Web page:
Soil by Jamie Kornegay
Publisher: Simon & Schuster. March 10, 2015
Genre: Literary Fiction
First Line: The drought began in May and lasted three months.
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Soil should have been everything I've ever wanted. A young environmental scientist, Jay, is in dire straits after his farm in Mississippi floods and his wife and son leave him. His dreams of creating sustainable farming for the future/potential apocalyptic situations seemed ruined. And then, to make matters worse, he finds a dead body on his property. Naturally, he assumes someone is framing him. So he sets out to get rid of the body, and sinks deeper and deeper into self-perpetuating paranoia.
This debut novel impressed me with its no fear attitude; it dove into paranoid madness, weird sex, family dysfunction, and kind of race as well. My only problem with it was how it went about covering those topics. Right away at the beginning of the novel, Jay is already deep into his paranoia. It was definitely hard to understand where it came from, because we didn't see it develop. In that sense Jay became more of a caricature of a paranoid man. And, while this book is described as a dark comedy and perhaps that could have been part of Kornegay's intent, he just felt underdeveloped. There was a certain lack of motivation. Same goes for the sex addicted cop. The characters felt a little thrown together with little purpose. Granted, they were interesting and it was often entertaining to be in their heads. Jay's justifications for his crazy actions were winding in their logic and incredible to witness. Equally good: some characters didn't appear as major players until after a while and the way the chapters jumped around very slightly in time was brilliant.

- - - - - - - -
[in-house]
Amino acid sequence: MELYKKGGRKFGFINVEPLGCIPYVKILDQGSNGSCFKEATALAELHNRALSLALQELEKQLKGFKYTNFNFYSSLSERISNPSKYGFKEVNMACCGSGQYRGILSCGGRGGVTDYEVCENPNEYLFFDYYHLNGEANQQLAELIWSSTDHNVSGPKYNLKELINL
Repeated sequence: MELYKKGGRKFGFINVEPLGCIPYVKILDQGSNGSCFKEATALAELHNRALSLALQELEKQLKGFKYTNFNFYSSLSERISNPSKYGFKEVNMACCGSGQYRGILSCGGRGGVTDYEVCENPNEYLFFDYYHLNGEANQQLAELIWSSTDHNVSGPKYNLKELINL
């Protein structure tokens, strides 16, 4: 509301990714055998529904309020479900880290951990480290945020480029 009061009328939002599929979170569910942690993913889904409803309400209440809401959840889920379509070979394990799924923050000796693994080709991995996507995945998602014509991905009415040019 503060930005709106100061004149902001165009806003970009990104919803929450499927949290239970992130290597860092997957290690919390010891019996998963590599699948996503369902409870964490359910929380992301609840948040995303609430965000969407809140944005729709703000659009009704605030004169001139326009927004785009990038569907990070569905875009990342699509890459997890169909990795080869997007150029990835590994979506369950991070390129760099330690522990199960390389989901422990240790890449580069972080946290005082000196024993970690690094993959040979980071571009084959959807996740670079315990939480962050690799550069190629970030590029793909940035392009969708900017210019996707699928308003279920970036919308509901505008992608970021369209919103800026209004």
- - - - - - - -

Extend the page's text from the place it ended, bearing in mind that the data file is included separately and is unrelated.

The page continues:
The jarring character development and questionable purpose of the characters wouldn't normally have annoyed me all that much, but for some reason this book just dragged for me. It took me a week and a half to get through. There just wasn't enough driving Jay's paranoia for me to be able to race through it. It felt like I was constantly waiting for something to happen, which isn't a good sign.
Overall, this was a super original piece of gritty Southern literature. I had some qualms with the pacing and characters. The ending was a bit of a let down, but Kornegay is a talented writer with some interesting things going on in his brain. I'd be interested to see where he takes things next.
If dead animals or uncomfortable descriptions of sex aren't for you, maybe don't check this out.
Also, about the race thing. It was brought up several times, but never really explained. Or at least it didn't seem to factor into the end and it was never a large plot point? If anybody's read this book, please let me know your thoughts! It felt kind of thrown in, which is potentially troubling.
"The sun would rise and continue slurping up the lake, exposing the perception of a crime. Someone else had done this, but it belonged undoubtedly now to him."
"After society's collapse, men will be forced to do things that their civilized minds would never have imagined. Decency and decorum, the lives of others--all will be expendable in light of your own survival and that of your family."
"He burned it slow, a clue at a time, and then he'd sit back and stare off into the glow for a while, imagining that he'd always been destroying these things and that he would spend the rest of his life destroying them too, tending this sulfurous hell pit till kingdom come."
Outlandishness Rating: 7/10 Mud sex.